Cette semaine je me suis attaqué à la configuration, pour un client, du plugin d’optimisation pour moteurs de recherche pour WordPress, de Yoast. Une de ses fonctions est de retirer les mots vides, ou “stopwords” des permaliens généré_s par WordPress. Ceci fait en sorte que des petits mots fréquent tel que “and” ou “or” ne sont pas inclus, accordant ainsi plus de place au mots porteurs de sens.
La théorie veut que ceci favorisant l’indexation du contenu dans les moteurs de recherche pour des bons mots clés.
Le plugin n’inclus que des mots vides anglais. Heureusement il prévoit un filtre pour modifier la liste des stopwords:
Today I had to do a fairly common Drupal theming task, turning a menu block into a set of inline links. In pictures, I needed to go
from this: to this:
Since I usually do module dev and similar tasks for Koumbit, I was aware that Drupal already has a built in class for lists containing links that would display my links inline. That class is “links inline”. Unfortunately I wan’t sure how to go about changing those values at the theme layer. So I visited the API page of
theme_menu_tree()hoping for some inspiration, and found some in this comment by wgsimon. A custom theme can override the theming of a specific menu item in Drupal 7 by using the pattern
This all started with Julie writing to me to ask about collaborative editing software, and describing the project. She wanted to do a live projection and web broadcast of a collaborative editing session with several women. She had been thinking of piratepad but wanted a substantially different visuals.
I took a brief inventory of every collaborative editing software I knew of and had actually used:
I quickly wrote down my goals:
- It would be best to use a web based client to avoid having to install a client on multiple computers. This excluded gobby.
- I need to be able to run this thing on a laptop or on my puny little vserver.
- I need to be able to customize the look and feel of the interface for the performance.
- I would have to squeeze this project in around my regular working hours, so I needed to keep the number of new things to learn to a minimum.
After a couple of hours of cursory research, I quickly decided that etherpad-lite was the best candidate. I passed on my conclusions to Julie and we set a first meeting and test at the gallery, Skol.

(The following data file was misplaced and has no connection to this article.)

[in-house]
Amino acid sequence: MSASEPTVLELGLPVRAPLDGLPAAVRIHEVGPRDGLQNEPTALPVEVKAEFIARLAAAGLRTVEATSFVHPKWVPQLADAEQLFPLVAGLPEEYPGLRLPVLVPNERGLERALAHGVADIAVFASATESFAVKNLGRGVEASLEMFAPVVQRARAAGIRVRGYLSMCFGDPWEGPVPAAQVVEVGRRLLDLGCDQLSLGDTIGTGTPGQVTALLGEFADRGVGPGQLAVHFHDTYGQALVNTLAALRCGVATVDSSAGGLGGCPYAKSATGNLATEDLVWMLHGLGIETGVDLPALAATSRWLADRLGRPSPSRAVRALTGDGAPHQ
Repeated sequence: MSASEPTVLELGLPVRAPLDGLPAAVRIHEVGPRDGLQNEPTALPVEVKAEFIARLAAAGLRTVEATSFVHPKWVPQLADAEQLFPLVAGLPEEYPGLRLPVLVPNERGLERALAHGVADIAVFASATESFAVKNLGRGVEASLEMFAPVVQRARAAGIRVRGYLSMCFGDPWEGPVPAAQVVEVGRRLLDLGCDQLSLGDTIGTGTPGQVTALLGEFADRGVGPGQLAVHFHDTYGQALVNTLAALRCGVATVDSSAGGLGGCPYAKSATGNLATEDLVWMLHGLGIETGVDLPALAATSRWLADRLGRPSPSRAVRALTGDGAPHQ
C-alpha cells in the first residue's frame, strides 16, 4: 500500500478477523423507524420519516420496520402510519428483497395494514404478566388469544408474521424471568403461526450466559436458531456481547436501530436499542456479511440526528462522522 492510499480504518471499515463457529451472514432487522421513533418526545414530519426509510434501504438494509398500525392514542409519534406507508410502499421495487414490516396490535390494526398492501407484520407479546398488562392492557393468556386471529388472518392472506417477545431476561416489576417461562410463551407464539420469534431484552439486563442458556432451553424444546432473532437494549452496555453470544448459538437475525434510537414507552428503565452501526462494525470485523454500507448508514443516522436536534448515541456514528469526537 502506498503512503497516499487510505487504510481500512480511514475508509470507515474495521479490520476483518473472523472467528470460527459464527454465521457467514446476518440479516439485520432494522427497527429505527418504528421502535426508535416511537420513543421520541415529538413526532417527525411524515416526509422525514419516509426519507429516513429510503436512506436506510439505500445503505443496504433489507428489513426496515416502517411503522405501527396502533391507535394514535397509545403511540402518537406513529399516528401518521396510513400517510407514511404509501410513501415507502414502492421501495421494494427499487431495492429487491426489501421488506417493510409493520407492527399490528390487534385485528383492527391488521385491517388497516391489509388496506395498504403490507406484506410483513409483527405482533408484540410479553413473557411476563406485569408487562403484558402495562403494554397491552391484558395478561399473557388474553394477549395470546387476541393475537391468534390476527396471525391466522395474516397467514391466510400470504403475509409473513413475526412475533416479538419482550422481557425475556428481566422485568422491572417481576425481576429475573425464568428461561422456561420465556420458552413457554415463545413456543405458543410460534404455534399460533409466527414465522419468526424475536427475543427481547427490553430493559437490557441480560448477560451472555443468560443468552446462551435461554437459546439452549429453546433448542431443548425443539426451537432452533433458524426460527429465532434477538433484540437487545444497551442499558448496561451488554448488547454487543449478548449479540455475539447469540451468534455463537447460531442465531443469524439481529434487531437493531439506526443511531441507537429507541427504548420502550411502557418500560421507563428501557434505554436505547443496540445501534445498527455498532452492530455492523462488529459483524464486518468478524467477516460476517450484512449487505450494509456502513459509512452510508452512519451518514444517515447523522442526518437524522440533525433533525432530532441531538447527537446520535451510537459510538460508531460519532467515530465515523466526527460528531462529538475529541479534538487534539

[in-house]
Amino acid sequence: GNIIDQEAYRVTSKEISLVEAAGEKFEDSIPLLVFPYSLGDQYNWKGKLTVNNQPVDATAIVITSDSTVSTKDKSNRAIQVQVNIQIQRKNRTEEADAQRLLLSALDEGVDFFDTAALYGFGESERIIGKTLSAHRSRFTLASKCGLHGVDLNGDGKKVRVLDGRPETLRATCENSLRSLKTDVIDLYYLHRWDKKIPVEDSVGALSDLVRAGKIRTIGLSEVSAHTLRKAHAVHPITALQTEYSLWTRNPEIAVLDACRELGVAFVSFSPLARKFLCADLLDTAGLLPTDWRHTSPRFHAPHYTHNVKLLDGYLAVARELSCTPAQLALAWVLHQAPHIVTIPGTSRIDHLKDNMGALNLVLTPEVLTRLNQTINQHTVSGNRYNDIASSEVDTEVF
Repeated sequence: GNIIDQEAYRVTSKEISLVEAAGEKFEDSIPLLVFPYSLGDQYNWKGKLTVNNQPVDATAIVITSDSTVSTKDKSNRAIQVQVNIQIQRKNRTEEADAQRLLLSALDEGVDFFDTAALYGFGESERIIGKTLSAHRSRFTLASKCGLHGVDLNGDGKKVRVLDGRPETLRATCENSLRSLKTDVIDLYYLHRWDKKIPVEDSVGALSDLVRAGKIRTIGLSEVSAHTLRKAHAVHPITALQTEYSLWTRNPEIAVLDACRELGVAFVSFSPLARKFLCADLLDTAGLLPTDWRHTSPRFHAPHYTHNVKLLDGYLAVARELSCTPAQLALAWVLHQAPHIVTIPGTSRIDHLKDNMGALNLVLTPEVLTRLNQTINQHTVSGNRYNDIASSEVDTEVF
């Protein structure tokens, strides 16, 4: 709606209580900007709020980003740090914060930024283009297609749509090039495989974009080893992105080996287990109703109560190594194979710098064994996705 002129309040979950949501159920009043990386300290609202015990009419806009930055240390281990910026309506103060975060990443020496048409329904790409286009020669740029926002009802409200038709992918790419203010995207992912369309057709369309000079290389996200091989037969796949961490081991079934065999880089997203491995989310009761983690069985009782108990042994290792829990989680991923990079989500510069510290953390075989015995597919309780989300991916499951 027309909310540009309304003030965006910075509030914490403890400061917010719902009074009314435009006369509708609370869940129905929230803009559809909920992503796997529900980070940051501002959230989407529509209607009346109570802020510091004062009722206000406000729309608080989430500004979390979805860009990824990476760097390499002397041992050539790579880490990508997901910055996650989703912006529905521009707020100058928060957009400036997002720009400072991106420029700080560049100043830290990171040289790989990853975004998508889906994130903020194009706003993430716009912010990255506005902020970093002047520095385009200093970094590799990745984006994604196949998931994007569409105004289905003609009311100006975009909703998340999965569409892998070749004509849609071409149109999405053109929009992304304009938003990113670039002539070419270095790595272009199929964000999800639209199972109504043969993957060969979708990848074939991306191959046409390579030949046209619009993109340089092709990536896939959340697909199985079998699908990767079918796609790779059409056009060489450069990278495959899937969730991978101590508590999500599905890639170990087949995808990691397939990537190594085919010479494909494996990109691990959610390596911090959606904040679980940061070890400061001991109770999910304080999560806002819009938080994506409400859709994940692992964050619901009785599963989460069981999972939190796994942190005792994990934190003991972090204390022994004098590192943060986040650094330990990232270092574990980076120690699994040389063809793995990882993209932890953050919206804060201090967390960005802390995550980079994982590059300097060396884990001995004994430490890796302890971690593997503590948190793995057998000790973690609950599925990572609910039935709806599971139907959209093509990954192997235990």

I did this translation for my buddy Anarcat – to see the French original, go to his blog.
The conservative government, supported by the liberal "opposition", is presently working hard to establish a legal basis for greatly expanded telephone and electronic surveillance. In short, you can be spied on by your municipal, provincial and federal police without a warrant or any kind of warning. As a systems administrator for Koumbit.org I am tasked with ensuring the security and confidentitality of your data, and am deeply troubled by this possibility. Canada, recognised internationally as a beacon of freedom on the internet, would align itself with the current international trends, as represented by the United States, China, and the European Union.
Update (20 october 2009) – This is now two Ubuntu releases out of date, so please check some more recent sources before trying this.
I’ve been working for a while on a problem at the NFB where we are moving a Drupal site to a new server running Ubuntu Intrepid. The site depends on transcoding handled by the outdated Drupal video module. Because the video module did only a single-pass encode, NFB staff created a shell script to fool the video module and replace the single-pass encode with a double-pass encode that normalized the film audio.
The result was a generally better quality product. Now the problem is that this shell script uses ffmpeg for multiplexing at the end of the two-pass encoding process, and that the Ubuntu Intrepid ffmpeg package crashed gloriously on every multiplex.
So, I decided to compile a new ffmpeg package from source. But my problems with multiplexing didn’t end there. Many of the blog posts I found made mention of source patches for the ubuntu x264 package. Anyway, I finally found my answer in the ubuntu forums: